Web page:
Huston just steals the show with his unabashedly evil performance. (The same goes for Simon, to some extent.) During a frenzied dance, he fiddles wildly; when Ma Stone approaches during a conference with Jabez, he dashes off with bountiful energy. (Keep in mind that Huston was in his mid-fifties at the time.) He gnaws on carrots like a hellbound Bugs Bunny, and eagerly shares in some rum while debating with Daniel Webster. Huston’s Mr. Scratch isn’t grim or power-obsessed. Even when he loses the case, he doesn’t let it get him down. He heads out, steals Ma Stone’s pie, and turns his soul-searching gaze on the audience itself.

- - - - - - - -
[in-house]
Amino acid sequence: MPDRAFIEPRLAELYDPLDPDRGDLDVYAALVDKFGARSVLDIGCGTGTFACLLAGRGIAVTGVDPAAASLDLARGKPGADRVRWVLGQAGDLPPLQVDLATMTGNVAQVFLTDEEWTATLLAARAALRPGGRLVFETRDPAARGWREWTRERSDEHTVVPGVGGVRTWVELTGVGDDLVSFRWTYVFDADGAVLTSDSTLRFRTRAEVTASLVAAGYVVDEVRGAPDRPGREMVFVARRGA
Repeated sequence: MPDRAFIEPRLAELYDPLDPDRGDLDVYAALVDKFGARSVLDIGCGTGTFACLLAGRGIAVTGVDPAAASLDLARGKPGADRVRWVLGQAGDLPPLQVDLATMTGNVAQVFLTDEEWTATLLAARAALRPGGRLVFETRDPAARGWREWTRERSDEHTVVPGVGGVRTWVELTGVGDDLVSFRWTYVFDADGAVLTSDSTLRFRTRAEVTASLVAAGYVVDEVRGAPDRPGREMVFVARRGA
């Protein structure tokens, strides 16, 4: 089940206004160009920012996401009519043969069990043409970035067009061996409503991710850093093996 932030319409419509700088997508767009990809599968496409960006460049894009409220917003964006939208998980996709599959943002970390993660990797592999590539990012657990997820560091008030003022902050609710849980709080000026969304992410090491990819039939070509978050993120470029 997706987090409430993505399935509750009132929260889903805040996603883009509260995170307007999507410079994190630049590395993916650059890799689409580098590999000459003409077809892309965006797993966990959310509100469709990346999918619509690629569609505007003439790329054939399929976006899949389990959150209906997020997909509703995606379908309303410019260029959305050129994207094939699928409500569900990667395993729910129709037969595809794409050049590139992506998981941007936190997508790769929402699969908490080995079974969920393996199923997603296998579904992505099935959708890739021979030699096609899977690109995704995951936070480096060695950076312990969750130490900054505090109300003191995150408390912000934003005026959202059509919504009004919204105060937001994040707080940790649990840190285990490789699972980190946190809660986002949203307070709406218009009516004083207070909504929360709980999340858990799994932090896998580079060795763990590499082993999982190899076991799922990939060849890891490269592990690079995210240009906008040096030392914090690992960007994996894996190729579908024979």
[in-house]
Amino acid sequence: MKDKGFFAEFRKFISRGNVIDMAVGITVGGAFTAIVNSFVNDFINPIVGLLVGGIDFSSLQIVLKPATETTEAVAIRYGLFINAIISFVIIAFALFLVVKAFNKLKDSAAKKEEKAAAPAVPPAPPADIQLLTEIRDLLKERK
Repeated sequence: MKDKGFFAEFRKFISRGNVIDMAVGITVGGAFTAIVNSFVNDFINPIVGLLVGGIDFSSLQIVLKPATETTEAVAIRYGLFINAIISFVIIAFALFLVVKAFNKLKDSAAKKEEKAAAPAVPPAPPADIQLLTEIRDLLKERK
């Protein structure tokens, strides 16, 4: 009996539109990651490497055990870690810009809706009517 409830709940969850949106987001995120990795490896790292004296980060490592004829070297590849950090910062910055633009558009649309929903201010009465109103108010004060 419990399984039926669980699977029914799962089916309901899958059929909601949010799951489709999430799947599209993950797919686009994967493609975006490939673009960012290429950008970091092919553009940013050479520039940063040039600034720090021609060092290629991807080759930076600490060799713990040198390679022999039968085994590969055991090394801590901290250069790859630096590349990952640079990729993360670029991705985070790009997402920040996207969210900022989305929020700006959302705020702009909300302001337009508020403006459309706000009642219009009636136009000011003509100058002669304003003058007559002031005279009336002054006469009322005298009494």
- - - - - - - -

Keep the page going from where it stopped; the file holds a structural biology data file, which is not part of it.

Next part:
Mr. Scratch is the world’s most experienced salesman. He’s the kind of guy you could imagine selling your soul to; he makes being damned look like a damn good time. Even when Craig’s brooding and indecision get a little repetitive, when Arnold’s laid-back speechifying get a little too self-righteous, Huston is there to give the film momentum. If he got fed up and cartwheeled off-screen, it would hardly be surprising.

And now, as a final treat, here’s a none-too-subtle visual joke I noticed. Since this was 1941, they couldn’t show sexual intercourse onscreen. But through the magic of editing, they could imply so much more. In one scene, Jabez Stone embraces his wife…

Then we fade to black, and cut to:

Jabez “plowing the fields.” I think you can infer what that means. And with that, ladies and gentlemen, I make my exit.